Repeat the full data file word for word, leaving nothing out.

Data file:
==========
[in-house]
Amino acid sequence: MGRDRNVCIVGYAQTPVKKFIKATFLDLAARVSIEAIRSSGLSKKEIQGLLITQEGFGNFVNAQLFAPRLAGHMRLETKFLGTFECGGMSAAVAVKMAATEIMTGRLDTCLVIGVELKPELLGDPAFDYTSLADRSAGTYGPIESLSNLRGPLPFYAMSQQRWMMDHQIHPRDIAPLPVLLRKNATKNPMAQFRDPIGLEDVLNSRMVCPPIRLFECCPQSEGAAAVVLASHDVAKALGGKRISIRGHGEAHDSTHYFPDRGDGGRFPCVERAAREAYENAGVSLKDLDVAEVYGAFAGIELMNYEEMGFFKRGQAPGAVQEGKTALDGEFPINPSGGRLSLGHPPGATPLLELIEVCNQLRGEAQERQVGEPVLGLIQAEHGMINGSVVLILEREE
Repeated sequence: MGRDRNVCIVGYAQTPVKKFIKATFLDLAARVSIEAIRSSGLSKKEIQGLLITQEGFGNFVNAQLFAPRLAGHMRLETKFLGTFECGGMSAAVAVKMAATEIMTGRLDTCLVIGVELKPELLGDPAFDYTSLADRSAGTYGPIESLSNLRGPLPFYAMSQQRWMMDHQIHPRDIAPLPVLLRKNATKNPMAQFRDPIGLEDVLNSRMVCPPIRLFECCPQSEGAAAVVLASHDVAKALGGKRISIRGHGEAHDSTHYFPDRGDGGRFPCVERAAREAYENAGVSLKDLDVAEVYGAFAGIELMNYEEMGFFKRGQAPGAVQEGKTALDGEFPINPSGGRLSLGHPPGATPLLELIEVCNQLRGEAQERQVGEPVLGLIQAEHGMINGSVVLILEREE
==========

[in-house]
Amino acid sequence: MGRDRNVCIVGYAQTPVKKFIKATFLDLAARVSIEAIRSSGLSKKEIQGLLITQEGFGNFVNAQLFAPRLAGHMRLETKFLGTFECGGMSAAVAVKMAATEIMTGRLDTCLVIGVELKPELLGDPAFDYTSLADRSAGTYGPIESLSNLRGPLPFYAMSQQRWMMDHQIHPRDIAPLPVLLRKNATKNPMAQFRDPIGLEDVLNSRMVCPPIRLFECCPQSEGAAAVVLASHDVAKALGGKRISIRGHGEAHDSTHYFPDRGDGGRFPCVERAAREAYENAGVSLKDLDVAEVYGAFAGIELMNYEEMGFFKRGQAPGAVQEGKTALDGEFPINPSGGRLSLGHPPGATPLLELIEVCNQLRGEAQERQVGEPVLGLIQAEHGMINGSVVLILEREE
Repeated sequence: MGRDRNVCIVGYAQTPVKKFIKATFLDLAARVSIEAIRSSGLSKKEIQGLLITQEGFGNFVNAQLFAPRLAGHMRLETKFLGTFECGGMSAAVAVKMAATEIMTGRLDTCLVIGVELKPELLGDPAFDYTSLADRSAGTYGPIESLSNLRGPLPFYAMSQQRWMMDHQIHPRDIAPLPVLLRKNATKNPMAQFRDPIGLEDVLNSRMVCPPIRLFECCPQSEGAAAVVLASHDVAKALGGKRISIRGHGEAHDSTHYFPDRGDGGRFPCVERAAREAYENAGVSLKDLDVAEVYGAFAGIELMNYEEMGFFKRGQAPGAVQEGKTALDGEFPINPSGGRLSLGHPPGATPLLELIEVCNQLRGEAQERQVGEPVLGLIQAEHGMINGSVVLILEREE